Emily’s Voice CEO Paul O’Rourke reports on disturbing figures* showing the womb remains the world’s most dangerous place for a child. (Story updated January 10, February 4).

Grotesquely and unnecessarily, abortion remains the leading cause of death in Australia and globally.

Globally, an estimated 56 million children die in the womb compared with 6 million children under the age of five who die from poverty. That’s 153,424 children per day, 6,392 per hour!

Australia contributes an estimated 70,000 annual abortion deaths; significantly more than deaths from cancer (47,753), heart disease (18,590), smoking (15,000), suicide (3,128), the road toll (1,050), homicide (414) and drowning (249).

Again, that equates to more than 191 children each day, 7.9 per hour!

Australian figures show 95% of these abortions are performed on physically healthy women carrying healthy children.

This is a national disaster that deserves the same determined national response that Governments have applied to reduce smoking, cancer, the road toll, suicide and heart disease, what we normally consider our biggest killers.

Yet most efforts in 2018 were devoted to making abortion more prevalent, accessible and acceptable instead of showing abortion is unwanted, unnecessary, unhelpful, unhealthy and unreasonable.

This is best illustrated by the legalisation of abortion in Ireland and Queensland and the introduction of exclusion zones outside abortion clinics in NSW and the ACT, preventing opponents from even standing quietly nearby and praying.

In December, the ALP National Conference in Adelaide confirmed its support for national abortion laws modelled on the most extreme, making the procedure more available and accessible, including in public hospitals.

The South Australian Greens ended the year with a bill seeking to allow abortion to term for any and all reasons. The bill, sponsored by the Greens’ Tammy Franks, has the support of the South Australian Abortion Action Coalition which includes abortion provider Marie Stopes. The coalition proudly tweeted: “New abortion bill in South Australia: no qualifications, no upper time limits, no abortion-specific regulations at all.” The bill is due for debate this month.

Such is the mindless defence of abortion at all costs, NSW repeatedly refuses to pass Zoe’s Law, an attempt to get justice for unborn babies killed in the womb as a result of a crime (specifically excepting abortion) against the mother, inspired by Brodie Donegan whose baby was killed in 2009 when a drunk and drugged driver hit the heavily pregnant mum. Zoe’s Law was first raised in 2014, but opponents say recognising the humanity, and therefore rights of unborn children, could ultimately lead to tighter abortion laws.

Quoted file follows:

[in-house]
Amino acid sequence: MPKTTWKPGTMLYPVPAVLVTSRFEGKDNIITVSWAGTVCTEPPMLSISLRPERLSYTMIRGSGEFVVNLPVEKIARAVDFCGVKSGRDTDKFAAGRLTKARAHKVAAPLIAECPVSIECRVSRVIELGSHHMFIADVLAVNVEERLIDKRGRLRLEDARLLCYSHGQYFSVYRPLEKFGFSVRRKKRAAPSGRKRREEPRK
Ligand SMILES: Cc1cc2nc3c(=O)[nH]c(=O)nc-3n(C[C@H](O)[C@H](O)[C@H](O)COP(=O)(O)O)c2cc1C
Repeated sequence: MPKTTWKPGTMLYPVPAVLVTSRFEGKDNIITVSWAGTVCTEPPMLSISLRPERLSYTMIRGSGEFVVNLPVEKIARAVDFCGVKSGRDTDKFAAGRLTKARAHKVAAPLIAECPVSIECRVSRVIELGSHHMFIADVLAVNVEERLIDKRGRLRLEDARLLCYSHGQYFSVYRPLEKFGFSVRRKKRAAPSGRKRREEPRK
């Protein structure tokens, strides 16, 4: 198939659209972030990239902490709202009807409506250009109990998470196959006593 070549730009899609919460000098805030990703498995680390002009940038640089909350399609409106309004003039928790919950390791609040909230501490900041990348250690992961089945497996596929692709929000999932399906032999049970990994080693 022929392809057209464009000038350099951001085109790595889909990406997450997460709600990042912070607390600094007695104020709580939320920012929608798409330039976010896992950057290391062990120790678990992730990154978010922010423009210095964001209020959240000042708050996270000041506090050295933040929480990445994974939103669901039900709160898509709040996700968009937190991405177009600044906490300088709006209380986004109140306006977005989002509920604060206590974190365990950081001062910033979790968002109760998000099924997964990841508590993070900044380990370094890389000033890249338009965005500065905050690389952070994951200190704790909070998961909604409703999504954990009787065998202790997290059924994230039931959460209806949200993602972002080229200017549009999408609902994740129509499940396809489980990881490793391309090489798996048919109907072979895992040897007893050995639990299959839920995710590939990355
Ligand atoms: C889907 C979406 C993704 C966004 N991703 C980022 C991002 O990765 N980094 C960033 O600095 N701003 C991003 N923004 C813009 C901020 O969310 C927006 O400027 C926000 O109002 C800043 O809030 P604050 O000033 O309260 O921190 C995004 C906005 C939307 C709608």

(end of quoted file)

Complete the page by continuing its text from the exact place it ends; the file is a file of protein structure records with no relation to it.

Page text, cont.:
Our abortion obsession has been at the expense of little Australians in the womb, and the many women who didn’t want an abortion but felt they had no other choice due to pressure from culture, parents, partners and the medical profession.

High profile cases include “Miss X”, the Sydney woman paid $50,000 and coerced into abortion by her footballer partner through his manager. A second Sydney woman, Jaya Taki, came forward not long after to claim she had also been coerced into abortion by another footballer. Women’s advocates were noticeably absent in defending these and other women from coercion.

Abortion-on-demand means Australian women and girls are not required to have any form of counselling, see an ultrasound of their baby, or benefit from a cooling-off period between diagnosis and procedure. A teenager requiring a permission note from their guardian to attend a school excursion can independently demand an abortion.

Local and international reports from pregnancy counselling services and other research** say up to 75 per cent of women may be coerced into abortion, making a mockery of claims that the decision is a woman’s choice.

Globally, about 25% of all pregnancies result in abortion.

Australia’s abortion toll has fallen 6% (5,000) in the past decade based on most recent figures from South Australia and Western Australia, the only two States keeping track of abortions.

The Guttmacher Institute says while the number of global abortions is up six million from 50 million in 1990-1994, the rate of abortions per 1000 women has fallen from 40 to 35, most markedly in developed countries. Guttmacher blames the numerical increase on world population growth.

Australia’s abortion rate is somewhere between 13.5 and 15.1 per 1000 women of childbearing age based on SA and WA figures.

 An ABC report says Australia’s abortion rate is therefore far lower than the 80,000 quoted over the past decade, based on two smaller States.

* Statistics:

  • Abortion statistics have been drawn from the Guttmacher Institute and WA and SA health department reports. Guttmacher admits the figures are not exact, with some groups claiming they have been purposely inflated and may be as low as 42 million. Other statistics are from World Vision Australia, the Heart Foundation, Cancer Council, Australian Bureau of Statistics, Royal Life Saving Australia, and the Australian Institute of Health.
  • The ABC report warns national abortion statistics have been inflated by abortion providers wanting to normalise the procedure and promote long-lasting contraceptives.
  • **David Reardon’s research in Aborted Women, Silent No More (Elliot Institute, 2002) and Passage Through Abortion: Personal and Social Reality of Women’s Experiences by Mary Zimmerman (Praeger Publishers, 1978) show 70 per cent of women would have continued an unplanned pregnancy if one significant person has encouraged them to do so.

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